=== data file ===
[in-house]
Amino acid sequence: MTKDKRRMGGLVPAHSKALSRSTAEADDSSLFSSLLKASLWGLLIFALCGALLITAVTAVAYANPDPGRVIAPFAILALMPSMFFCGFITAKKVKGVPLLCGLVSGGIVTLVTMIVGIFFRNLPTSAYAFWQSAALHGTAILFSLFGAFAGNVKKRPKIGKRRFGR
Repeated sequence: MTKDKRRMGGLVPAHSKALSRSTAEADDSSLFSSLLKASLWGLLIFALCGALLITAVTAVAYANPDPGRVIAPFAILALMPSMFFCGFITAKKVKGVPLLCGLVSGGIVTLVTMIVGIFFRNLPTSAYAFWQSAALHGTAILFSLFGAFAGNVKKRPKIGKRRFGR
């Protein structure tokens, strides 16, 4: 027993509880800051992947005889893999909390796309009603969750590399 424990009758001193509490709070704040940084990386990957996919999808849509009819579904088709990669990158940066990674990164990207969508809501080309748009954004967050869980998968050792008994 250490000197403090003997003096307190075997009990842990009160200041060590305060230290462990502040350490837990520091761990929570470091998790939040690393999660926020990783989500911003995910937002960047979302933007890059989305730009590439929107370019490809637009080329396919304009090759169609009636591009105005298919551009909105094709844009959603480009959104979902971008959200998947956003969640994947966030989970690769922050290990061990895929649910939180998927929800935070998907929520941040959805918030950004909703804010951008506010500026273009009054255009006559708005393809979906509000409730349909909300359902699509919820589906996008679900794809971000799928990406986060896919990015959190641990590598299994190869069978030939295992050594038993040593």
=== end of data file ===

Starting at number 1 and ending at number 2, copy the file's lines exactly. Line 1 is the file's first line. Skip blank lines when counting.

[in-house]
Amino acid sequence: MTKDKRRMGGLVPAHSKALSRSTAEADDSSLFSSLLKASLWGLLIFALCGALLITAVTAVAYANPDPGRVIAPFAILALMPSMFFCGFITAKKVKGVPLLCGLVSGGIVTLVTMIVGIFFRNLPTSAYAFWQSAALHGTAILFSLFGAFAGNVKKRPKIGKRRFGR